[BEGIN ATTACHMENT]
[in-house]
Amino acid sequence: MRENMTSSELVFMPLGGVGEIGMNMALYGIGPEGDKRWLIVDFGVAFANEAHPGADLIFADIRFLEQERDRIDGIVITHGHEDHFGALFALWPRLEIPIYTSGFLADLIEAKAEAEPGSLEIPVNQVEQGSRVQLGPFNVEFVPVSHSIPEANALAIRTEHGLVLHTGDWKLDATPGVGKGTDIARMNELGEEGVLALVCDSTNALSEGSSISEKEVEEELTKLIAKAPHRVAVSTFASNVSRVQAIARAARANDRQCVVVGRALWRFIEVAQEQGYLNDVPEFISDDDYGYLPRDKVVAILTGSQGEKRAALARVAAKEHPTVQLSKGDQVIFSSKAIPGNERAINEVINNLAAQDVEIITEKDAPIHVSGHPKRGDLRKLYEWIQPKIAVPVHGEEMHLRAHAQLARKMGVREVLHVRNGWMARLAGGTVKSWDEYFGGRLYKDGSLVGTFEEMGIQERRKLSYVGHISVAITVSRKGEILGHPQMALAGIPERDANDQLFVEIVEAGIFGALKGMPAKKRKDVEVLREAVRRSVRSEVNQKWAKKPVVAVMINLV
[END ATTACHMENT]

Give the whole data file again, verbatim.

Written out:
[in-house]
Amino acid sequence: MRENMTSSELVFMPLGGVGEIGMNMALYGIGPEGDKRWLIVDFGVAFANEAHPGADLIFADIRFLEQERDRIDGIVITHGHEDHFGALFALWPRLEIPIYTSGFLADLIEAKAEAEPGSLEIPVNQVEQGSRVQLGPFNVEFVPVSHSIPEANALAIRTEHGLVLHTGDWKLDATPGVGKGTDIARMNELGEEGVLALVCDSTNALSEGSSISEKEVEEELTKLIAKAPHRVAVSTFASNVSRVQAIARAARANDRQCVVVGRALWRFIEVAQEQGYLNDVPEFISDDDYGYLPRDKVVAILTGSQGEKRAALARVAAKEHPTVQLSKGDQVIFSSKAIPGNERAINEVINNLAAQDVEIITEKDAPIHVSGHPKRGDLRKLYEWIQPKIAVPVHGEEMHLRAHAQLARKMGVREVLHVRNGWMARLAGGTVKSWDEYFGGRLYKDGSLVGTFEEMGIQERRKLSYVGHISVAITVSRKGEILGHPQMALAGIPERDANDQLFVEIVEAGIFGALKGMPAKKRKDVEVLREAVRRSVRSEVNQKWAKKPVVAVMINLV